Unusual ways heart troubles can show up
When you picture someone having a heart attack, you may envision someone bending over, clutching their chest near their heart and trying to catch their breath. But a heart attack may not be your first guess when you hear someone complaining of pain or discomfort in their arms, back, neck, stomach or jaw.
“The most common symptom of a heart attack in men and women is sudden pain in the chest, called angina,” says Dr. Scott Weslow, interventional cardiologist at Aurora BayCare Medical Center. “This can be accompanied by severe shortness of breath.”
While chest pain and shortness of breath are the most common signs of a heart attack, Dr. Weslow says there are other signs that may seem unusual.
“Other symptoms of a heart attack could also differ slightly between genders,” Dr. Weslow adds. “Radiating pain in either or both arms and sudden sweating can be signs of trouble in men and women alike. Sharp pains that might come and go around the back or jaw, or chest discomfort that feels like gas or indigestion accompanied by nausea or even vomiting can also be signs of heart attack in both men and women.”
Dr. Weslow says the difference is that women are more likely than men to have no chest pain with their heart attack. According to the American Heart Association, heart disease is the number one killer of American women. That’s why it features a wide range of information and resources on their Go Red for Women website.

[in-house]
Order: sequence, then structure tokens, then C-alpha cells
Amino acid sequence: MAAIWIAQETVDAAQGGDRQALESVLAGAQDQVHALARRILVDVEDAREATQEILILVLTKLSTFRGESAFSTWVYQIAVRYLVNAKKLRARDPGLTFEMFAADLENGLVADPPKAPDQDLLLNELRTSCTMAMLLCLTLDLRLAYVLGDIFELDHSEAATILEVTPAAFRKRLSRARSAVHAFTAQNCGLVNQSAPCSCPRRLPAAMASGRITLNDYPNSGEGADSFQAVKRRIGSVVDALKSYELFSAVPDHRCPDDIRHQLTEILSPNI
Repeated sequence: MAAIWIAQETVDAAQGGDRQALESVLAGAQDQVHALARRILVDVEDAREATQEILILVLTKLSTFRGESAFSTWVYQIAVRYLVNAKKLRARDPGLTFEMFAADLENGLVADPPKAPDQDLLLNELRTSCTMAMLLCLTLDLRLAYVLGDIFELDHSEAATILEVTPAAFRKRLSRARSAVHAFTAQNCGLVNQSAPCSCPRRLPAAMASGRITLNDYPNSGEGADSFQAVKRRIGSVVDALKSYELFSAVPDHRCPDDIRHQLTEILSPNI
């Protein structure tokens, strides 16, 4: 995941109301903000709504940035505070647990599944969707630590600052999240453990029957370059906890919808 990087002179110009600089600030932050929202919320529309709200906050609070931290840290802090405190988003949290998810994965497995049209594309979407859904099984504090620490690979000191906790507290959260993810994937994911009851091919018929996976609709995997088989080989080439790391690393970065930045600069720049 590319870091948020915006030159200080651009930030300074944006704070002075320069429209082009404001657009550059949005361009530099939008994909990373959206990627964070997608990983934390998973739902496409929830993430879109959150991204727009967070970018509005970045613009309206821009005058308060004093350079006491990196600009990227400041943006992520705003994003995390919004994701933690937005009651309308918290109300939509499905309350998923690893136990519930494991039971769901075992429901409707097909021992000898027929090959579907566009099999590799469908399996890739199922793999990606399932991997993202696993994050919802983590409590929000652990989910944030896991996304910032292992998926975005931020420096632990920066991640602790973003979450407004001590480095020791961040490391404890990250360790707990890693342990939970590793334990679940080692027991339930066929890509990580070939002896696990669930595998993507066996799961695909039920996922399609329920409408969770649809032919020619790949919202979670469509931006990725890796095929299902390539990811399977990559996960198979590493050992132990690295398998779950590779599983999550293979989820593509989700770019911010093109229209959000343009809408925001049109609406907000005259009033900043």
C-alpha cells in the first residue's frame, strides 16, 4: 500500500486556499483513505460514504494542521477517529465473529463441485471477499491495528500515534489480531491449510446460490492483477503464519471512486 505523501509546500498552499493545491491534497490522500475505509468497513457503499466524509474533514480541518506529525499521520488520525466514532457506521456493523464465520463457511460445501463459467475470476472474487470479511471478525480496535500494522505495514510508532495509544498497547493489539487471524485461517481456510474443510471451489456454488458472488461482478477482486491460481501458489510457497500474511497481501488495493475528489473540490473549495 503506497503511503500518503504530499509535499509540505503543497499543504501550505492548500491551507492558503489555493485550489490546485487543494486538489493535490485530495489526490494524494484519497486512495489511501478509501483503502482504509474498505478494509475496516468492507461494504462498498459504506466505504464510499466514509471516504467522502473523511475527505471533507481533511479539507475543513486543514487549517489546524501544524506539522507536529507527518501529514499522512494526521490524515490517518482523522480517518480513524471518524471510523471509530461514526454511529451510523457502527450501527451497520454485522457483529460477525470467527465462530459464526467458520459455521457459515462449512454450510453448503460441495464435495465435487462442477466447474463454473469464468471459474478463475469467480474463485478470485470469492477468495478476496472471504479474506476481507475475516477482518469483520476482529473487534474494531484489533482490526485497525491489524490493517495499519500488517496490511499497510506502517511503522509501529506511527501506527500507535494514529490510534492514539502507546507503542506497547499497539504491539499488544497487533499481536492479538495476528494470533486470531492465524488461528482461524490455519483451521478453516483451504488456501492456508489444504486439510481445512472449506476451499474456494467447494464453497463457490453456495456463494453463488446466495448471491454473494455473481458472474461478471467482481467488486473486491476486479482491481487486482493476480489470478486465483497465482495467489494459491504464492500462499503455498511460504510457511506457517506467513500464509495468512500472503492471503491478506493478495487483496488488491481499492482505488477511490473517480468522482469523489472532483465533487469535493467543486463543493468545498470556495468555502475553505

A heart scan or a calcium score can help you get a sense of your risk for coronary disease and help in preventing a heart attack Dr. Weslow said. A scan typically takes 15 minutes and within 48 hours, you’ll know if you’re at risk. To avoid cardiovascular disease, maintain a healthy diet, exercise regularly and keep up with your scheduled visits.
If you or someone you see shows these less obvious signs of a heart attack, immediately call 9-1-1 to get life-saving help on the way. Even minutes can make the difference, he said.
About the Author
Cearron Bagenda, health enews contributor, is a Public Affairs Coordinator with Advocate Aurora Health. She previously worked as a TV news reporter and fill-in anchor covering medical, political, feature and breaking news stories at CBS 58 in Milwaukee, WBAY-TV ABC in Green Bay and NBC Nebraska- Scottsbluff. Cearron enjoys spending time outside with her three dogs, biking, traveling and interior decorating.